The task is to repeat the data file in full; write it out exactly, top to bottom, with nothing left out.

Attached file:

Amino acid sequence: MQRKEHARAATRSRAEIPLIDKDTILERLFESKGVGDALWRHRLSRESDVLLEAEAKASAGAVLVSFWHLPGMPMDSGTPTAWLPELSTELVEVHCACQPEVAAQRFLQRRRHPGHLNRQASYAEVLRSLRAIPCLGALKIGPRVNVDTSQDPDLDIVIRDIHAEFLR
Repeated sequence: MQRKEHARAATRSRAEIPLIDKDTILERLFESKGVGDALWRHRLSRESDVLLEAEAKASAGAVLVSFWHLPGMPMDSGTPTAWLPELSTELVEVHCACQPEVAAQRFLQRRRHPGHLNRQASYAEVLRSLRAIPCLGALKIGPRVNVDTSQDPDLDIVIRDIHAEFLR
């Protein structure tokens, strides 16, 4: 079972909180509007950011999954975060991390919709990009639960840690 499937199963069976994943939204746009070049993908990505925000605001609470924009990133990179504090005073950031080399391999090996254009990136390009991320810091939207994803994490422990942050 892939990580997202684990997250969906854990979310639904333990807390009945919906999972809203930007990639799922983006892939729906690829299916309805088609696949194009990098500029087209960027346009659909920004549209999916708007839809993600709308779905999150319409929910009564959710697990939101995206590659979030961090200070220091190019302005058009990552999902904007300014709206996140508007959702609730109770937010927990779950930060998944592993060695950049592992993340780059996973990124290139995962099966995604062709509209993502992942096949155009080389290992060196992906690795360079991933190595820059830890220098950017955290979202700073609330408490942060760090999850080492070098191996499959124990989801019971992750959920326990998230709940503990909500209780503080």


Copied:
Amino acid sequence: MQRKEHARAATRSRAEIPLIDKDTILERLFESKGVGDALWRHRLSRESDVLLEAEAKASAGAVLVSFWHLPGMPMDSGTPTAWLPELSTELVEVHCACQPEVAAQRFLQRRRHPGHLNRQASYAEVLRSLRAIPCLGALKIGPRVNVDTSQDPDLDIVIRDIHAEFLR
Repeated sequence: MQRKEHARAATRSRAEIPLIDKDTILERLFESKGVGDALWRHRLSRESDVLLEAEAKASAGAVLVSFWHLPGMPMDSGTPTAWLPELSTELVEVHCACQPEVAAQRFLQRRRHPGHLNRQASYAEVLRSLRAIPCLGALKIGPRVNVDTSQDPDLDIVIRDIHAEFLR
């Protein structure tokens, strides 16, 4: 079972909180509007950011999954975060991390919709990009639960840690 499937199963069976994943939204746009070049993908990505925000605001609470924009990133990179504090005073950031080399391999090996254009990136390009991320810091939207994803994490422990942050 892939990580997202684990997250969906854990979310639904333990807390009945919906999972809203930007990639799922983006892939729906690829299916309805088609696949194009990098500029087209960027346009659909920004549209999916708007839809993600709308779905999150319409929910009564959710697990939101995206590659979030961090200070220091190019302005058009990552999902904007300014709206996140508007959702609730109770937010927990779950930060998944592993060695950049592992993340780059996973990124290139995962099966995604062709509209993502992942096949155009080389290992060196992906690795360079991933190595820059830890220098950017955290979202700073609330408490942060760090999850080492070098191996499959124990989801019971992750959920326990998230709940503990909500209780503080």